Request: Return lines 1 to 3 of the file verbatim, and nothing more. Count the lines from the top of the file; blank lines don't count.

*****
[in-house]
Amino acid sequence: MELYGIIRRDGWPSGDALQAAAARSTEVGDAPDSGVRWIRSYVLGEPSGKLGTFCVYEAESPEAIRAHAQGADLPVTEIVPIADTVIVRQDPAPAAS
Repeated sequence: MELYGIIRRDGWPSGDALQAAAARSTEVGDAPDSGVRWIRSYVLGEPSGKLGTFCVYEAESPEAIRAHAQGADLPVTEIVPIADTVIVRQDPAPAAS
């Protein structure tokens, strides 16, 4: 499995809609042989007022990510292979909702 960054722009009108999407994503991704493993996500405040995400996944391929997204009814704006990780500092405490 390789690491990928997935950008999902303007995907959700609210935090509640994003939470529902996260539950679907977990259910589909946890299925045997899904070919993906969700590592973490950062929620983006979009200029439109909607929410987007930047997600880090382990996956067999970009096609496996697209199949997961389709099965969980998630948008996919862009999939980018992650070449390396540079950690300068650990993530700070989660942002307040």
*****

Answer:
[in-house]
Amino acid sequence: MELYGIIRRDGWPSGDALQAAAARSTEVGDAPDSGVRWIRSYVLGEPSGKLGTFCVYEAESPEAIRAHAQGADLPVTEIVPIADTVIVRQDPAPAAS
Repeated sequence: MELYGIIRRDGWPSGDALQAAAARSTEVGDAPDSGVRWIRSYVLGEPSGKLGTFCVYEAESPEAIRAHAQGADLPVTEIVPIADTVIVRQDPAPAAS